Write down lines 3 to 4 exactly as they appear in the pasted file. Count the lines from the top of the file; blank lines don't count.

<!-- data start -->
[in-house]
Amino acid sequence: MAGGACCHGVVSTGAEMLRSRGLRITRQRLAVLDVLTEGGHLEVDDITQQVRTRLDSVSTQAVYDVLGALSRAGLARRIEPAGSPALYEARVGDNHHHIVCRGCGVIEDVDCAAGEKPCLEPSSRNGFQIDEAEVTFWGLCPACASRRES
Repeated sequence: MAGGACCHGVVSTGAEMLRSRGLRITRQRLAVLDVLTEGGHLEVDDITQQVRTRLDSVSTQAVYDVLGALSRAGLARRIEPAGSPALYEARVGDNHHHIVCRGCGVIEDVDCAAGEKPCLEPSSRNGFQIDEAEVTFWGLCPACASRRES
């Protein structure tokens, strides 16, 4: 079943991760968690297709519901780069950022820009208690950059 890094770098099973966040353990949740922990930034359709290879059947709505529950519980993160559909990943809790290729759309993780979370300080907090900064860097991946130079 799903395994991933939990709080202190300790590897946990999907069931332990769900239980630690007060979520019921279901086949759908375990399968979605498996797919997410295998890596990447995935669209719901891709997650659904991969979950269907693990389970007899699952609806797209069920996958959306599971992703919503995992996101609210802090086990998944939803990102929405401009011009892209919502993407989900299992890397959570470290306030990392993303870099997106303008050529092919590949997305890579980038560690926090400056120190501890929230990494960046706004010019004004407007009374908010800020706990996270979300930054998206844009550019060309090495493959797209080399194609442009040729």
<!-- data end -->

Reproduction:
Repeated sequence: MAGGACCHGVVSTGAEMLRSRGLRITRQRLAVLDVLTEGGHLEVDDITQQVRTRLDSVSTQAVYDVLGALSRAGLARRIEPAGSPALYEARVGDNHHHIVCRGCGVIEDVDCAAGEKPCLEPSSRNGFQIDEAEVTFWGLCPACASRRES
């Protein structure tokens, strides 16, 4: 079943991760968690297709519901780069950022820009208690950059 890094770098099973966040353990949740922990930034359709290879059947709505529950519980993160559909990943809790290729759309993780979370300080907090900064860097991946130079 799903395994991933939990709080202190300790590897946990999907069931332990769900239980630690007060979520019921279901086949759908375990399968979605498996797919997410295998890596990447995935669209719901891709997650659904991969979950269907693990389970007899699952609806797209069920996958959306599971992703919503995992996101609210802090086990998944939803990102929405401009011009892209919502993407989900299992890397959570470290306030990392993303870099997106303008050529092919590949997305890579980038560690926090400056120190501890929230990494960046706004010019004004407007009374908010800020706990996270979300930054998206844009550019060309090495493959797209080399194609442009040729």